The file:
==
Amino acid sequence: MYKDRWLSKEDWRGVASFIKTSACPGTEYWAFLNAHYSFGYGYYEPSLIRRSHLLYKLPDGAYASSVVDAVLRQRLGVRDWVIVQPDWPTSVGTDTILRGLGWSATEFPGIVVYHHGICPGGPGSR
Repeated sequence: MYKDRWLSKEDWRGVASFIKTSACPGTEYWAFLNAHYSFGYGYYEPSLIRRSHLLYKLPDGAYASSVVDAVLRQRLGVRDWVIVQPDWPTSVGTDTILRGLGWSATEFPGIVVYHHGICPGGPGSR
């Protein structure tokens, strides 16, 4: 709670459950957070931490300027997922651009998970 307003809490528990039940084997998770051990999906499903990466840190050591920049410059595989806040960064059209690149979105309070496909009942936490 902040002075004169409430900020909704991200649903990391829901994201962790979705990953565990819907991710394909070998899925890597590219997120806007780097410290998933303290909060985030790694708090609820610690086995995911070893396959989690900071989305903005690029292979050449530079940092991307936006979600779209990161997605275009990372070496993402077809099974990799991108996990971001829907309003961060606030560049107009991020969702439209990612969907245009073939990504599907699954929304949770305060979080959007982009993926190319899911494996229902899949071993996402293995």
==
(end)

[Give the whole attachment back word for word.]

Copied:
Amino acid sequence: MYKDRWLSKEDWRGVASFIKTSACPGTEYWAFLNAHYSFGYGYYEPSLIRRSHLLYKLPDGAYASSVVDAVLRQRLGVRDWVIVQPDWPTSVGTDTILRGLGWSATEFPGIVVYHHGICPGGPGSR
Repeated sequence: MYKDRWLSKEDWRGVASFIKTSACPGTEYWAFLNAHYSFGYGYYEPSLIRRSHLLYKLPDGAYASSVVDAVLRQRLGVRDWVIVQPDWPTSVGTDTILRGLGWSATEFPGIVVYHHGICPGGPGSR
């Protein structure tokens, strides 16, 4: 709670459950957070931490300027997922651009998970 307003809490528990039940084997998770051990999906499903990466840190050591920049410059595989806040960064059209690149979105309070496909009942936490 902040002075004169409430900020909704991200649903990391829901994201962790979705990953565990819907991710394909070998899925890597590219997120806007780097410290998933303290909060985030790694708090609820610690086995995911070893396959989690900071989305903005690029292979050449530079940092991307936006979600779209990161997605275009990372070496993402077809099974990799991108996990971001829907309003961060606030560049107009991020969702439209990612969907245009073939990504599907699954929304949770305060979080959007982009993926190319899911494996229902899949071993996402293995």